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CrateDB 3.1 (Stable) Available Now

This article is more than 4 years old

ezgif-3-0a7d1d140f63 Hey folks! CrateDB 3.1 (stable) has been released and is now faster and easier to use than ever.

DOWNLOAD IT NOW, while it's hot.

The complete list of changes can be found in the release notes. In this post, I'll give you a quick tour of the highlights.


Faster Query Performance

Performance enhancements will mainly benefit applications that use GROUP BY clauses and those that access arrays. GROUP BY in combination with aggregations is a commonly seen pattern in CrateDB use cases. Arrays have been neglected a little bit in the past and were in need of some engineering love.

Various changes to memory utilization and Lucene query execution in CrateDB contributed to performance improvements for some types of query. I have listed them below, along with the results of some basic benchmarks to give you an idea of the performance improvement in 3.1. As with any sort of benchmark, your mileage may vary...

  • Accessing array elements in WHERE clauses

    Sample query:

    SELECT a FROM array_access WHERE a[1] = 101

    This ran 200x faster in our tests.

  • Performing GROUP BY aggregations

    Sample query:

    SELECT "cCode", count(*) FROM uservisits GROUP BY "cCode"

    This ran 6.7x faster in our tests.

    Sample query:

    SELECT avg("adRevenue") FROM uservisits GROUP BY  "cCode"

    This ran 2.3x faster in our tests.

    Sample query:

    SELECT count(*) FROM (SELECT DISTINCT x FROM t) AS t ## x is long

    This ran 3x faster in our tests.

  • WHERE NOT x = ANY queries

    We introduced a new scalar function, ignore3vl(), which eliminates the 3-valued logic overhead of null handling if null handling is not required in your WHERE NOT x = ANY query logic, yielding potentially faster query results.

    Without ignore3vl():

    SELECT count(*) FROM t WHERE NOT 20 = any(a)

    With ignore3vl():

    SELECT count(*) FROM t WHERE NOT ignore3vl(20 = any(a))

    Using ignore3vl() in the query ran 3.8x faster than without it in our tests.

Broader PostgreSQL Wire Protocol Compatibility

CrateDB has supported the PostgreSQL wire protocol since the CrateDB 1.0 release in 2016. In version 3.1, we made a few enhancements that increase CrateDB compatibility with PostgreSQL drivers (especially the Go driver):

  • CrateDB does not support SQL transactions but does now return the expected responses BEGIN and COMMIT statements.

  • Timestamp columns are now encoded using int64, which increases compatibility with different Postgres clients processing time series and other timestamp data.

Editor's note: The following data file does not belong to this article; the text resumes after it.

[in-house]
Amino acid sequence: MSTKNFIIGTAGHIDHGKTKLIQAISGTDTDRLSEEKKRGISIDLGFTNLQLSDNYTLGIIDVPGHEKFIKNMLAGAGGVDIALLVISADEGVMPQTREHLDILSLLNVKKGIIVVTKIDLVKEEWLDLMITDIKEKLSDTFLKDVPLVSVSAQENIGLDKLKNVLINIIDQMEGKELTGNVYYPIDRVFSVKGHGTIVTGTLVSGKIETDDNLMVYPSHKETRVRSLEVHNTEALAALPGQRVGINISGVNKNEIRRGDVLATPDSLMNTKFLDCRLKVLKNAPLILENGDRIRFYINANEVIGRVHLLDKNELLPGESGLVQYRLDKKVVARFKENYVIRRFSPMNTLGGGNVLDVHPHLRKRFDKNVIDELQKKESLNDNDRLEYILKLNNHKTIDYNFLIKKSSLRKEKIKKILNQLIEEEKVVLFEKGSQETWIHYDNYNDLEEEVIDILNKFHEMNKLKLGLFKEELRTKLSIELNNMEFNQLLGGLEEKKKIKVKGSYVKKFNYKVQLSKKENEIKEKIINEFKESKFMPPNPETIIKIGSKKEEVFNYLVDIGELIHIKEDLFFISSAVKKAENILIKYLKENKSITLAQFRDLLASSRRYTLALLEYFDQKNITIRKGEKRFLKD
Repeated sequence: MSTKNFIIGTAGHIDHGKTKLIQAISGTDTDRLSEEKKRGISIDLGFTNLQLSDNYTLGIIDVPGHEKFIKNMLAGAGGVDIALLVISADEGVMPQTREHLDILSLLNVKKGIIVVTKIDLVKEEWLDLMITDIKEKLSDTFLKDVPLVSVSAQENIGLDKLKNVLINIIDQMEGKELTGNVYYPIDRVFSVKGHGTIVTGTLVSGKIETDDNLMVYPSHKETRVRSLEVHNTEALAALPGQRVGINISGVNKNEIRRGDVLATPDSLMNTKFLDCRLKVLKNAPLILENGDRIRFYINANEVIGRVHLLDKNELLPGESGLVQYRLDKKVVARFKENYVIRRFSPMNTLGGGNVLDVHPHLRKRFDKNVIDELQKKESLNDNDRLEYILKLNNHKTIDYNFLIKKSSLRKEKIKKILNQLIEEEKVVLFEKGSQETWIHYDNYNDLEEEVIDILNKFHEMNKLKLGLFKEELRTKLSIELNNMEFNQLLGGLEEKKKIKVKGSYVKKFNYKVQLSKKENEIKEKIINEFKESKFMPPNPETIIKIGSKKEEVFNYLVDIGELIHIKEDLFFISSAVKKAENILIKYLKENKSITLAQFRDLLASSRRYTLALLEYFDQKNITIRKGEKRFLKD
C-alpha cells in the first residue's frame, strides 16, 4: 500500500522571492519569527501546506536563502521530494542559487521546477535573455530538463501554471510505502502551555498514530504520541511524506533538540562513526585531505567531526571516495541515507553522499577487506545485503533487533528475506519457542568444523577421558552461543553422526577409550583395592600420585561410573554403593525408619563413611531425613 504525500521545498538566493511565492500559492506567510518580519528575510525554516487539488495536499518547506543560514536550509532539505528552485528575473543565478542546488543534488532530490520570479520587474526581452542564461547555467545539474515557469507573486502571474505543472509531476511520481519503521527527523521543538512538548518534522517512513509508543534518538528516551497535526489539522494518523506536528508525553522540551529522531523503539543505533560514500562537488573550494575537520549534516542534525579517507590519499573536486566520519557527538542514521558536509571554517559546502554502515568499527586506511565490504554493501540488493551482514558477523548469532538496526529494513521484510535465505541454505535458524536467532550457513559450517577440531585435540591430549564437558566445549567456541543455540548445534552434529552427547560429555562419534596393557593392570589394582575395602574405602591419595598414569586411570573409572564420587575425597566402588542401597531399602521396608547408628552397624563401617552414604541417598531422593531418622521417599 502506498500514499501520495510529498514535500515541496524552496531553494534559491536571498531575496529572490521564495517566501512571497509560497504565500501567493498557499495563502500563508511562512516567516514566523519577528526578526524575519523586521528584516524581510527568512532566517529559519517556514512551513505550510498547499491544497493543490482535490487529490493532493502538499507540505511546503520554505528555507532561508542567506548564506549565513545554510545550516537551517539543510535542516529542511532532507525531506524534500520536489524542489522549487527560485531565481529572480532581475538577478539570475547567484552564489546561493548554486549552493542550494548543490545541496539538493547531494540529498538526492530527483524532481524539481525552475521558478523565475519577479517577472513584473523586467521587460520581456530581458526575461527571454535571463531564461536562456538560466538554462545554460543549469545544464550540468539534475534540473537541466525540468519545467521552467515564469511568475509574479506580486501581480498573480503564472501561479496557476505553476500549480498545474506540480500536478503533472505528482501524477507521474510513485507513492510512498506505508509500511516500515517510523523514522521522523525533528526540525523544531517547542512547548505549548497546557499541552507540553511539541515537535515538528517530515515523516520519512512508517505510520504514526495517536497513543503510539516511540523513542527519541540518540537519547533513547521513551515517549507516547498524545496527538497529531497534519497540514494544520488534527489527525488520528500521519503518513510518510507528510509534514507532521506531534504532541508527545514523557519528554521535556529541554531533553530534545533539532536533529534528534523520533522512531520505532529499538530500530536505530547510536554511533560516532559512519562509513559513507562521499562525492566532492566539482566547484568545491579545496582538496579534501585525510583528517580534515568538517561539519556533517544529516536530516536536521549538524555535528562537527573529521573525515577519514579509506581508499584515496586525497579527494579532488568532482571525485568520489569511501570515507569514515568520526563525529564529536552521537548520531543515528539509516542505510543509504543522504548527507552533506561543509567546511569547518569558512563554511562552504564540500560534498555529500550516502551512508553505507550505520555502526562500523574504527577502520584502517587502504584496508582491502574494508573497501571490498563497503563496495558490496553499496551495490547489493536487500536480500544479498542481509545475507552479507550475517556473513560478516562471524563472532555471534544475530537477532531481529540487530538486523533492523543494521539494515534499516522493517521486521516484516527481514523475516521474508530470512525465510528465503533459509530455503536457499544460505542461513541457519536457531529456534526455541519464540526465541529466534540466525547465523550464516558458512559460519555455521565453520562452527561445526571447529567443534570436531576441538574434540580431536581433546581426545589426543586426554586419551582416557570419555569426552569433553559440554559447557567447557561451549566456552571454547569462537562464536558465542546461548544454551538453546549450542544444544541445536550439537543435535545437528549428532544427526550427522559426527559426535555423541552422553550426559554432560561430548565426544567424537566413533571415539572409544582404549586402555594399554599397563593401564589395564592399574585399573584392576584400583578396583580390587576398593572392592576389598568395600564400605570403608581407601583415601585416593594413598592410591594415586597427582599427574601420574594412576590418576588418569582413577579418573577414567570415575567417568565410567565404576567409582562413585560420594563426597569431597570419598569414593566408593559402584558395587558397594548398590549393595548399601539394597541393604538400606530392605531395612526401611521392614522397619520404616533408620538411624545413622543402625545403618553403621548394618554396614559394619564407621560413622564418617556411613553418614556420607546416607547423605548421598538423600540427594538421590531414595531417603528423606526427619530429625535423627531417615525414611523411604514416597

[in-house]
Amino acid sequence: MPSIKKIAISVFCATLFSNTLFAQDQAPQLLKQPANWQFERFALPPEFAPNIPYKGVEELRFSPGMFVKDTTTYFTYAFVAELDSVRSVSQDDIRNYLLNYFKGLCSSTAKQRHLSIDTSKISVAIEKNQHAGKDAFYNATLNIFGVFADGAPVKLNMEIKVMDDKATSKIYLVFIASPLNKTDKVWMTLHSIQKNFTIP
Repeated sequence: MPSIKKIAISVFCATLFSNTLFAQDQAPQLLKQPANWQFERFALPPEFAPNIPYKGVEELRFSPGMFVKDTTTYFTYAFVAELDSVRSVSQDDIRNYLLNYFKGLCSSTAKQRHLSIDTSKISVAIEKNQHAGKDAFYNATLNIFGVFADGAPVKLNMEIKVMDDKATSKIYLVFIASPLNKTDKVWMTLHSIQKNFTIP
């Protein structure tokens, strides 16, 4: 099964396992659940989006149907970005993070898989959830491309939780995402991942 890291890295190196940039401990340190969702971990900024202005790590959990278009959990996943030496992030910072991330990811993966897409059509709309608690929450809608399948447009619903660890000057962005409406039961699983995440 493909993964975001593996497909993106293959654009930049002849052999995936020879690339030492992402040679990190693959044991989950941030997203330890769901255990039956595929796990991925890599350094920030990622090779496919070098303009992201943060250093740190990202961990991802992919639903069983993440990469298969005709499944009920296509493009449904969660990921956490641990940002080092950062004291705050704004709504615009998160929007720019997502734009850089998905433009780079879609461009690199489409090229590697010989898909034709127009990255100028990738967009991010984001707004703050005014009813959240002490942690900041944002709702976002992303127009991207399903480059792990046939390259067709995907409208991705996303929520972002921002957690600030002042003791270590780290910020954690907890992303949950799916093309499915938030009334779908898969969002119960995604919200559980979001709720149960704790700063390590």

• The TimeZone parameter response will now be returned to connecting clients, which enables compatibility with Django PostgreSQL ORM, among others. Thanks to Robert Palmer for the contribution.

  • Multi-query support in Simple Query Mode.

New System Metrics Monitoring Capabilities

To improve monitoring and troubleshooting, especially for hard-running clusters, we now expose more metrics through the JMX and Prometheus exporter (HTTP) interfaces:

  • Thread pools queues

  • Cluster state version (rapid change may indicate issues)

  • Circuit breaker statistics

  • Extended job logging to filter jobs, and added a metrics table for stats of different types

Ease of Use Improvements

New administrative features that make CrateDB easier to use:

  • Multi-line comments in SQL are now supported.

  • EXPLAIN ANALYZE is now supported and reports the timing of the different phases of a query’s execution plan, including both CrateDB and Lucene phases. This can be used to optimize the performance of queries and gain a better understanding of the underlying structure of CrateDB.

  • Detailed results reporting for COPY FROM for easier debugging (successes and fails) of bulk data loads into CrateDB. This has been a long-awaited feature and will make it easier to identify problems.

    Deprecating the Elasticsearch API

    Because our codebase is diverging from Elasticsearch and more and more features are moved over to the CrateDB execution layer and subsequently exposed via SQL, we have decided to deprecate the Elasticsearch API. This means that in future releases the support for the Elasticsearch API can be entirely dropped.

    If you are using the Elasticsearch API at the moment, please let us know on GitHub.

Do you have any other questions? Get in touch with us via Slack or find us on GitHub. You won't get a t-shirt, but we still want to hear from you. :)